"This sucks!" said Lara Elborno, walking out of the Wells-Fargo building in downtown Cedar Rapids at about 5:30 on a Friday afternoon. "It's so anticlimactic!" Lara's Friday night plans had suddenly changed. She'd announced at a 1:00 rally "I'm so excited to get arrested with all you guys!" and minutes earlier she'd been in custody, jauntily flashing a peace sign at her supporters. But now she wasn't going to get to spend the night in jail.
Elborno and eighteen others had prepared for arrest as part of an "extra-legal lobbying" effort -- otherwise known as a sit-in -- at the Cedar Rapids offices of Iowa Senators Chuck Grassley and Tom Harkin. But in the end, the only person who went to jail was not among the nineteen who had expected to.
On Monday, July 9, five peace activists go on trial in Des Moines for a February sit-in at Senator Chuck Grassley's Des Moines office. The trial is expected to last three days. Eleven actvists conducted a simultaneous event at Grassley's Cedar Rapids office. On Friday, July 6, they were sentenced to fines for tresspassing. Some of the same activists responded by moving that very afternoon to re-occupy the Grassley Cedar Rapids office, and also to occupy Senator Tom Harkin's Cedar Rapids office. This three-part series, running the three days of the Des Moines trial, looks at the drama, planning and logistics of such a civil disobedience event.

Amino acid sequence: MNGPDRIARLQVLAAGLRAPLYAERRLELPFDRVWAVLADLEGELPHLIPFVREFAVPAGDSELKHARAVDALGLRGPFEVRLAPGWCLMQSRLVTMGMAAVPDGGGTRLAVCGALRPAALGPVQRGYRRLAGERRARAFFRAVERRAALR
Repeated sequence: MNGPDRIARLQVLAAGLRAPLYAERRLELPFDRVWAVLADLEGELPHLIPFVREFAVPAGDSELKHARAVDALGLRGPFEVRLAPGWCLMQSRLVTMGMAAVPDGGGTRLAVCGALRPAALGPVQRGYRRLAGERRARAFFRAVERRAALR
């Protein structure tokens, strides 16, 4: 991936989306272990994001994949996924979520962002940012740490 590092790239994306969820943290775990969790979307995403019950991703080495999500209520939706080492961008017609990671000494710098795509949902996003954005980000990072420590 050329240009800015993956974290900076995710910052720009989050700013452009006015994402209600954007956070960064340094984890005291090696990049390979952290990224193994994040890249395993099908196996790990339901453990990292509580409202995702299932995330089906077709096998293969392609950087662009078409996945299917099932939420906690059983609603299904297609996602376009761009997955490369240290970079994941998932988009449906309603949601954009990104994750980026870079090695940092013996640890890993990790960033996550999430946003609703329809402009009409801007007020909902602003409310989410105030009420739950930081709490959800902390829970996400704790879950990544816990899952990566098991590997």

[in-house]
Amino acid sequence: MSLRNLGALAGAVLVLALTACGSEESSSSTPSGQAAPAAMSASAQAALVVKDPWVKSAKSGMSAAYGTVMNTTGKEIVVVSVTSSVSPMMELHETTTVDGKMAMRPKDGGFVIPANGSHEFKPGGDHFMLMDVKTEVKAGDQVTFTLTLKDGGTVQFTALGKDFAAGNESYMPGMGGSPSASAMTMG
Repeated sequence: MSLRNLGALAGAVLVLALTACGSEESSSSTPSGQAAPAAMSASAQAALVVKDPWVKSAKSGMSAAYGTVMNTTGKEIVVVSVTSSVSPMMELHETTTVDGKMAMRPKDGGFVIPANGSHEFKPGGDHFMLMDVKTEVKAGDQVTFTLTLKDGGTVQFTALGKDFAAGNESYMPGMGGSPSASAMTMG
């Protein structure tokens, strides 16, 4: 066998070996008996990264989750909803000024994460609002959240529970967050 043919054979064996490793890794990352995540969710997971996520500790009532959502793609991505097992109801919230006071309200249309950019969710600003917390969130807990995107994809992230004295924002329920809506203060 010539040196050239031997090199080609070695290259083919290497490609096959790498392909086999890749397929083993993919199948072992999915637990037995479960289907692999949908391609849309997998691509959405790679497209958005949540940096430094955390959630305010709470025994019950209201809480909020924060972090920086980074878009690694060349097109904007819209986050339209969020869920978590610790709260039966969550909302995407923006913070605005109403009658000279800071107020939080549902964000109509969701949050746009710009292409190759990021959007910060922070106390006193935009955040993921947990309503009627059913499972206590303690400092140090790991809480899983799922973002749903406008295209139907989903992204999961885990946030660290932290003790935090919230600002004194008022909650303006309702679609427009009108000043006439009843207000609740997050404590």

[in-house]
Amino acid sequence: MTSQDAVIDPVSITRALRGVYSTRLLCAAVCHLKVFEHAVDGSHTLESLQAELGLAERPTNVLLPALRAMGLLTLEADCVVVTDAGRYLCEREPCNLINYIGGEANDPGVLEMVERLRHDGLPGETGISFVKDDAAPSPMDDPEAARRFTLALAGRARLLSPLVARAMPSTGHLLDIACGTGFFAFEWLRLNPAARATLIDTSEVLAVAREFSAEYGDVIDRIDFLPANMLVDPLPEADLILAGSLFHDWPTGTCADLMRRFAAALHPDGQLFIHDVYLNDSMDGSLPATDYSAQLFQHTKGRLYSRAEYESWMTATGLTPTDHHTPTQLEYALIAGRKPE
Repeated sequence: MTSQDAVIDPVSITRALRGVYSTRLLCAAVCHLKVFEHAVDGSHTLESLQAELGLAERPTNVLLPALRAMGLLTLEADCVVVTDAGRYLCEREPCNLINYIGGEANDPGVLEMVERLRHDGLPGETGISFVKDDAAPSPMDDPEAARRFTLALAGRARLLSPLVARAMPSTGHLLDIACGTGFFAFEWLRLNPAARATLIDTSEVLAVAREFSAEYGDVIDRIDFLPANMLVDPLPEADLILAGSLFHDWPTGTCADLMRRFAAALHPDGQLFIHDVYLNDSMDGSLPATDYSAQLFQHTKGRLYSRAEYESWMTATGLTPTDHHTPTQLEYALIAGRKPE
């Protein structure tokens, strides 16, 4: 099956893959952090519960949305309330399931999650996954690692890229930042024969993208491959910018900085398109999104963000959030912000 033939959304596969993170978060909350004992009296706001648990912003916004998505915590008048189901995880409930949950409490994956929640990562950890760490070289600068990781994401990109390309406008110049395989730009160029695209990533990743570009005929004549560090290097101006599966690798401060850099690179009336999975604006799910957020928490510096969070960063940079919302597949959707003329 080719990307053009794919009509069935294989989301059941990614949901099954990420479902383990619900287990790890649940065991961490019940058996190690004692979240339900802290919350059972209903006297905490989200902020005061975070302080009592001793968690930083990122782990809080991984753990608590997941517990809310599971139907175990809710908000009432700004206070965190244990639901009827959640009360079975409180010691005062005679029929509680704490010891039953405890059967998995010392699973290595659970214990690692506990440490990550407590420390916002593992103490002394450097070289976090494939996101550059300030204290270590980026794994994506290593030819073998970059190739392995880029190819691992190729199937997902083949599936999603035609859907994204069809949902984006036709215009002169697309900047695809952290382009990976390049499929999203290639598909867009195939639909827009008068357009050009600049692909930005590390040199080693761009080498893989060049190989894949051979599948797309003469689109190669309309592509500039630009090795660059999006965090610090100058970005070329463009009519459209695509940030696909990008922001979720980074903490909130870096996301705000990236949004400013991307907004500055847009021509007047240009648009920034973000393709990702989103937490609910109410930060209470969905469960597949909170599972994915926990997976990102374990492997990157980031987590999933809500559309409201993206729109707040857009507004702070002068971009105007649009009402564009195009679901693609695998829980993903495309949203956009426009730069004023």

A prolonged sit-in is a lot like a long airplane flight: hours of relative boredom punctuated by seconds of fear. And sometimes, storms make you change your flight plan to reach your destination.
"Round 2 of the occupation project," as facilitator Jeff Leys of Voices for Creative Nonviolence (VCNV) termed it, started with a 1 PM rallying of the troops at the Five Seasons monument in downtown Cedar Rapids. The statue is roughly halfway between the Grassley office in the Federal Courthouse and the Harkin office in the Wells-Fargo bank building.
Plan A was to simultaneously sit in at both offices beginning at 1:30 p.m. The official demand was to speak to the senators and ask them to pledge to immediately defund the Iraq war. Arlo Guthrie would have probably said "which wasn't very likely and we didn't expect it," but Brian Terrell chose to be optimistic. "We plan to be let in, if anyone blocks the doors it will be the police and marshals, not us."